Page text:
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The House of Rodakis
A perishing monument in Mesagros on Aegina
Alexandros Rodakis, a simple farmer, lived in the 19th century in Messagros on Aegina Island. His soul was marked by the traditional spiritual heritage coupled with an unassuming folk sensitivity. A special man, with remarkable perception, who projected his sensitive inner world in everyday life activities; when labouring at ploughing, sweating at cropping, enjoying the local feasts and setting up his house, which he built around 1880. The house, a masterpiece of folk architecture and wisdom, was built on the eastern side of a hill with a panoramic view of the Village of Mesagros and the Old village of Paleachora, using materials from the natural surroundings.
"The psyche of natural environment affects man, but man's psyche affects the environment too"
The incomparable plasticity of the space's design and shaping makes visitors feel immediately comfortable and cosy. The diagonal heads in the corners of the rooftop of the terrace and the four statuettes on the façade – a pig, a clock, a snake and a pigeon – symbolize Fortune, Time, Evil and Peace. Every wall, every corner has its own importance. The house's small yard is quite magical, welcoming you cheerily with stone benches and stairs leading to the upper room. The semi-circular limestone frames of all the openings of the house protrude from the walls' surface, exhibiting a unique element of folk architecture, and are ornamented with embossed branches. Even the exterior "oven house" and the winepress bear engraved ornaments (capitals) in the porous limestone, a sheer evidence of the intensity of Rodakis' ornamental temper. The wall of the winepress are engraved with the following words:
Better if Man
was a cold stone
now that he possesses mediation,
he has Norms and discretion.
I learnt to live
OH 1891 AH
The first to show professional interest in Rodakis' House was the German archaeologist Furtwengler; who studied it and sent photographs to Munich. In Greece, it was made popular by Dimitris Pikionis. The house is on private property and has been relinquished to time's ruthless ravages. The limy yards and the vineyard have been taken over by weeds. The rooftops are dilapidated, the auxiliary constructions already ruined.. Nevertheless, the house maintains its charm and can still be saved. Discussions have taken place between the local authorities and the owners concerning purchase and preservation of the house, yet no agreement has been reached. The Greek state is totally indifferent. The people are worried and infuriated. The Ministry of Culture, well familiar with the worth of this monument, has declared the house as "preservable" restorable, thus, possibly bringing on… its end. The battle against Time was and will always be unequal. Something must be done now.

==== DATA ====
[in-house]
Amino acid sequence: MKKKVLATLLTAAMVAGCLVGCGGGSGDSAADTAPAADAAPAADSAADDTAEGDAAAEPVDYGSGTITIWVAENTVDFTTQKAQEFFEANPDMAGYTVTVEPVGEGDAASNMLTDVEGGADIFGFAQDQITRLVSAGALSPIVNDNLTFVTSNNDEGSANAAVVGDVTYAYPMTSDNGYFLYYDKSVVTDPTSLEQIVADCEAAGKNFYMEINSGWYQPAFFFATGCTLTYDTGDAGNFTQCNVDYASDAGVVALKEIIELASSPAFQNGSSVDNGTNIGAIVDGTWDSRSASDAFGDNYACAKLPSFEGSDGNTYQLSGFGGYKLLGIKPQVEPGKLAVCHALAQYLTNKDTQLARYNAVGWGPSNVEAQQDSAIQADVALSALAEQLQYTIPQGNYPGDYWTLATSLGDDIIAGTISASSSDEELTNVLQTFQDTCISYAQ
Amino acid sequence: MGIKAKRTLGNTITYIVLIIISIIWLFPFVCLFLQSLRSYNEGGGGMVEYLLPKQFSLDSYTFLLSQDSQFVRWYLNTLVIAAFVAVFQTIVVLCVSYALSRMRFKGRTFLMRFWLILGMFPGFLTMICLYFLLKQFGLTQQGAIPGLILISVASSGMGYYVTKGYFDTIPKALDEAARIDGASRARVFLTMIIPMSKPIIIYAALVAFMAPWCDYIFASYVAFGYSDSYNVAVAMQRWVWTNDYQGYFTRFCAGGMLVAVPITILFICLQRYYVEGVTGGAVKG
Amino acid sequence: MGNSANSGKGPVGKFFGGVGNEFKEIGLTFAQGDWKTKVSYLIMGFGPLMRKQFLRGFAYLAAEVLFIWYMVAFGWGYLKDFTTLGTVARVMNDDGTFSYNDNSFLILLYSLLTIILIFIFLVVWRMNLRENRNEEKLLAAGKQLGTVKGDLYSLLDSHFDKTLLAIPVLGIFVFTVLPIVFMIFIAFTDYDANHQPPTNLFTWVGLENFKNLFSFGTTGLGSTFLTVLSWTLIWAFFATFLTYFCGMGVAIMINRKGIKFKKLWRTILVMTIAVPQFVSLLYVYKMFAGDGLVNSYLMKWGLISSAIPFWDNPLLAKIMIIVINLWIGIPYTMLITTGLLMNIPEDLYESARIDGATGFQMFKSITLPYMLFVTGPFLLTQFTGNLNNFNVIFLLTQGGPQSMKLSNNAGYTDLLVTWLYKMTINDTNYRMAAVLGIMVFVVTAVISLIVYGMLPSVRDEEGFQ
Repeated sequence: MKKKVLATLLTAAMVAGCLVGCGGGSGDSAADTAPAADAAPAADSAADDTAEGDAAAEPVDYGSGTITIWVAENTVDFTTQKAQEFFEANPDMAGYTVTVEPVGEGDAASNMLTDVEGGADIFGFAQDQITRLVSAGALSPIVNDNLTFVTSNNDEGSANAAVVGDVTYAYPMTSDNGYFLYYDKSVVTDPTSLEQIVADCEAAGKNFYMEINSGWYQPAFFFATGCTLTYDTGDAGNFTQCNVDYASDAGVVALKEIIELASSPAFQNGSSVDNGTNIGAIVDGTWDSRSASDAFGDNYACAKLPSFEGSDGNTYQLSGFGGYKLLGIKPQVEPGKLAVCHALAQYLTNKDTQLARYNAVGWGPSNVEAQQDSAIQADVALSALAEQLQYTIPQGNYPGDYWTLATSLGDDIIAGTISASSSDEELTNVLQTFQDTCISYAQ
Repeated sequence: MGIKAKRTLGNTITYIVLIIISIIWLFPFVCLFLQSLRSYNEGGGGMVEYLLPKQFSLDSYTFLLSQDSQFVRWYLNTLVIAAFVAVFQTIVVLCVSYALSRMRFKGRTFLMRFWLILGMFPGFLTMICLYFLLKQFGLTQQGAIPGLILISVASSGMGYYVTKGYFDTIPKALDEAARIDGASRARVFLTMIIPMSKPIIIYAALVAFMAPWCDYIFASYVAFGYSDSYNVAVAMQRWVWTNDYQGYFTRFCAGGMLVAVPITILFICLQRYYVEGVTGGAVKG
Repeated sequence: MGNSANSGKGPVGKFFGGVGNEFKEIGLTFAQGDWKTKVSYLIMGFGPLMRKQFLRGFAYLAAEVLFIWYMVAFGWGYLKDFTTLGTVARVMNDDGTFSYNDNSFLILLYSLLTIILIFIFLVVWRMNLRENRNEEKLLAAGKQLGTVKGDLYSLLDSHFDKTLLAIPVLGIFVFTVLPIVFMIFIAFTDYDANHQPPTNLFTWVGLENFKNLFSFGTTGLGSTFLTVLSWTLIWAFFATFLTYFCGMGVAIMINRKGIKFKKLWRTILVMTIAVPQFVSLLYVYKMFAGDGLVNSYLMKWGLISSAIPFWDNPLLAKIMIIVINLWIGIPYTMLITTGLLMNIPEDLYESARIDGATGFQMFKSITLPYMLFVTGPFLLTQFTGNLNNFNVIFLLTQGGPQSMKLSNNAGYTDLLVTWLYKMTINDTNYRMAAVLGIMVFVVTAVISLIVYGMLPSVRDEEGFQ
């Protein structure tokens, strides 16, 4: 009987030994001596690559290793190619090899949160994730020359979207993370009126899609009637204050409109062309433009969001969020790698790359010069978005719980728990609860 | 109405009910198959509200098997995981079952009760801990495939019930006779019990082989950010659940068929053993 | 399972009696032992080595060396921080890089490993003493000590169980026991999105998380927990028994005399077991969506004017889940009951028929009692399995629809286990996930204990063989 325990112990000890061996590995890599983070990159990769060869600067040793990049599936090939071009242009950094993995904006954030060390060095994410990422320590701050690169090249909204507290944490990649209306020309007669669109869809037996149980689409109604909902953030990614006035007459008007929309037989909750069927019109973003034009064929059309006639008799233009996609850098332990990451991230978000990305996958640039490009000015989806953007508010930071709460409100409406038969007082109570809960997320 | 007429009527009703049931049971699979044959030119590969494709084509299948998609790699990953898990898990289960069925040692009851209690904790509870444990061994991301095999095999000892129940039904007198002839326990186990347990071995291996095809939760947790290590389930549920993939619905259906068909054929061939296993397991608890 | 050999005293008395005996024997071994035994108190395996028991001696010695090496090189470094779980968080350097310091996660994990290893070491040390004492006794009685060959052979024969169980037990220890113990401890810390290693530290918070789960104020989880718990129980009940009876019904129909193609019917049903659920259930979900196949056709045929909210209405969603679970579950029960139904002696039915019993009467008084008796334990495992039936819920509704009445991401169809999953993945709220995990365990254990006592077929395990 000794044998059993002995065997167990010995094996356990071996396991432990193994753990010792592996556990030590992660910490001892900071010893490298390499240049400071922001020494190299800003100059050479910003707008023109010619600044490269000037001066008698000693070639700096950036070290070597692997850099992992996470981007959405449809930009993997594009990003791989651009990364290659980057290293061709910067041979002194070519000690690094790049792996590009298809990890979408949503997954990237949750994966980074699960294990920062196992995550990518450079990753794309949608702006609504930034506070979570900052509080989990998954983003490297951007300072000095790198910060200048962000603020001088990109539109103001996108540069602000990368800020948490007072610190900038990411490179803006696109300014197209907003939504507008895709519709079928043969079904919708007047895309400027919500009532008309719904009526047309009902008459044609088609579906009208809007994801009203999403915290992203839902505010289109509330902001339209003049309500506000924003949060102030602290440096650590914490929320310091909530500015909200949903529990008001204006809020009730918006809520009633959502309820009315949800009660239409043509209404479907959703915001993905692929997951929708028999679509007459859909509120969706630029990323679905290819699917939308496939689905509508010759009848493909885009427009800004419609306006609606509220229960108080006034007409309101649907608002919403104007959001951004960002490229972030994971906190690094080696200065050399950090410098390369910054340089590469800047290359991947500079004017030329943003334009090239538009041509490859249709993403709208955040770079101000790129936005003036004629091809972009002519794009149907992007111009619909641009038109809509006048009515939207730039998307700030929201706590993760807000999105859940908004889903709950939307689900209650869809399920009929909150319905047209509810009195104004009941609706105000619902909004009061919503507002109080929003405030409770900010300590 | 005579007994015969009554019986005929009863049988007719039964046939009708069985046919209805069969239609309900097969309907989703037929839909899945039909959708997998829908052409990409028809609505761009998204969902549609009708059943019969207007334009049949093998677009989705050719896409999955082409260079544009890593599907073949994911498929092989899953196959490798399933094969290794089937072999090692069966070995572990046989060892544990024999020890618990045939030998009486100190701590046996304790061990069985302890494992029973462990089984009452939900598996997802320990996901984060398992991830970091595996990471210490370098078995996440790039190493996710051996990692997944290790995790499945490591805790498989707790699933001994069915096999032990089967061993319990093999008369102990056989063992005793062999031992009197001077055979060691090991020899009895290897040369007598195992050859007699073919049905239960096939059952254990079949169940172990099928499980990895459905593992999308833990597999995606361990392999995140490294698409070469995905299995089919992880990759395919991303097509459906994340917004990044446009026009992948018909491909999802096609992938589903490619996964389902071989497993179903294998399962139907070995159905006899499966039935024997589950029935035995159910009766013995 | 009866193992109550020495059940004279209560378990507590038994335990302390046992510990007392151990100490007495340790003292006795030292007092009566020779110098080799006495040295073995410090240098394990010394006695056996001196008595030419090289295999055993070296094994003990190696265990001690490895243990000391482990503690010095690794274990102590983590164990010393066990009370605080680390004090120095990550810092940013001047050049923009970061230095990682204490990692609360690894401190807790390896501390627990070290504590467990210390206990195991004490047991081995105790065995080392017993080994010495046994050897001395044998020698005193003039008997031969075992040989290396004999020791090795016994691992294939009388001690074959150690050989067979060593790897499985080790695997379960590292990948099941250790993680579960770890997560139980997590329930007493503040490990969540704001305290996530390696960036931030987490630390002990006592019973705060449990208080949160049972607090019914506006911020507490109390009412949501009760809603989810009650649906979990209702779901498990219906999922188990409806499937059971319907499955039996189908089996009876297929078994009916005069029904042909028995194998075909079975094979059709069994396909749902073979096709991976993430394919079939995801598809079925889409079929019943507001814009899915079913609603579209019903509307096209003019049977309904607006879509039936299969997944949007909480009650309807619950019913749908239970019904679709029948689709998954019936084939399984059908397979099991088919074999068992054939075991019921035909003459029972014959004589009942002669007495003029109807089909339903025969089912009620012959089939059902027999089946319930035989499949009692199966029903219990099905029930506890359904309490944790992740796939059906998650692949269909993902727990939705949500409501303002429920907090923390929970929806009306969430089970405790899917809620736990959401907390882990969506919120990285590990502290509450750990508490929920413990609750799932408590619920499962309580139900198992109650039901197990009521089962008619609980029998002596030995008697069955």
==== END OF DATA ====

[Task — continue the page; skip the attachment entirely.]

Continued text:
Mesagros, Aegina, 30/1/2007
Text by Nektarios Koukoulis
- K. Vrieslander, To spiti tou Rodaki stin Aegina [The Rodakis’ House on Aegina], 1st edition: Athens 1934, re-published: Aegina 1993 [Greek publication]
- D. V. Vassiliadis, “I laiki architektoniki tis Aeginas” [The folk architecture of Aegina], offprint, Laografia [Folklore], vol. 16, issue ΙΙ, Athens 1957 [Greek publication]
- G. P. Koulikourdi, S. N. Alexiou, Aegina, published by themselves, Aegina, the 1950s [Greek publication]
- Kiryx tis Aeginis [Herald of Aegina], monthly organ of Eginians everywhere, publisher Ι. V. Lykouris, Aegina 1947-50 [Greek publication]
- G. P. Koulikourdi, Aegina, published by herself, Aegina 1991 [Greek publication]
- N. G. Koukoulis, I Panagia I Politissa sto Mesagro Aeginas [The Constantinople Virgin Mary at Messagros on Aegina], published by himself, Aegina 2006 [Greek publication]